Was it worth it?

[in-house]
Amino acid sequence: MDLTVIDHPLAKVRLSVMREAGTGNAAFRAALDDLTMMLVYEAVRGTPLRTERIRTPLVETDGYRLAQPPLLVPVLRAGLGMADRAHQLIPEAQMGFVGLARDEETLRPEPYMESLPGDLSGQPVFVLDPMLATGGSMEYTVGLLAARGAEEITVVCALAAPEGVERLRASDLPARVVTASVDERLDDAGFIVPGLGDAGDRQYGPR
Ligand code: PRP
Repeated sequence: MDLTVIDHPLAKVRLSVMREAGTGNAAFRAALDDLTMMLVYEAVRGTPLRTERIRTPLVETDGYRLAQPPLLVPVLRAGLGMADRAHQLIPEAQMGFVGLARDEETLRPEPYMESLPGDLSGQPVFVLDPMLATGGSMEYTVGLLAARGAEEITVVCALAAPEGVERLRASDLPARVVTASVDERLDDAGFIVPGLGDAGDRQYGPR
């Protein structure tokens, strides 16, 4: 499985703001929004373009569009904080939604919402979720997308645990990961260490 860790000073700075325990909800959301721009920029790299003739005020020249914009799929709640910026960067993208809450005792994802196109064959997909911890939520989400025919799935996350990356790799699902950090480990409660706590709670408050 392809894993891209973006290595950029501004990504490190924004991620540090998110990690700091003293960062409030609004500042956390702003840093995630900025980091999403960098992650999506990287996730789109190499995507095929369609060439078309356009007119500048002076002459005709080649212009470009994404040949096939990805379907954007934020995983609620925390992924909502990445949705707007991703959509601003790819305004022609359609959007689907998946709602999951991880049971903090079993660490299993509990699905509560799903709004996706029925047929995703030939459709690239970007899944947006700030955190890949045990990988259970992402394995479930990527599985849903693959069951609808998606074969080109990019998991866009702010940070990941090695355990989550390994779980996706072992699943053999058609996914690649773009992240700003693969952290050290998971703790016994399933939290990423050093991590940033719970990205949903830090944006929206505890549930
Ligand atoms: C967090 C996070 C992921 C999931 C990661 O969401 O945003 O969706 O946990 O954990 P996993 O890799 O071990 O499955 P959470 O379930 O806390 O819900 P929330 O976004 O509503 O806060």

Of course, we made it work. We still made it down the hill and into town nearly every day for either work or fun. Did it take more time and usually accompanied with greater frustration, yes. Were we constantly having to dig out everything outside from our cars to the wood pile, yes. And despite all of the struggles, it is stunningly beautiful to look out over the mountain and see nothing but a white sheet of snow blanketing the entire landscape. Not only was it visually beautiful, but it was perfectly quiet, which is a rare occurrence these days. We would get out for snowshoes, ski tours, and of course on the snowmobile to tour the neighborhood when we had the energy. The dog seemed to thrive in it much better than we did, being able to romp around all the snow piles, hanging out with the neighbor dogs via a long trench between our houses. He would follow me around every day when I would snow-blow in hopes that I would throw him a snowball to chase. The daily snow removal and shoveling even became a morning exercise routine where I’d listen to long podcasts and just zone out, which all became a sort of meditation of mine. But nothing gave us more perspective than when friends and family would come to visit and see more snow than they’ve ever experienced in their life (outside of a ski resort). All of this, has really added to us gaining perspective on living this cabin life. This winter challenge, lasting months, and seemingly endless, was ultimately empowering. Was it incredible difficult, absolutely. But was this also one of the most incredibly rewarding experiences of our lives, yes.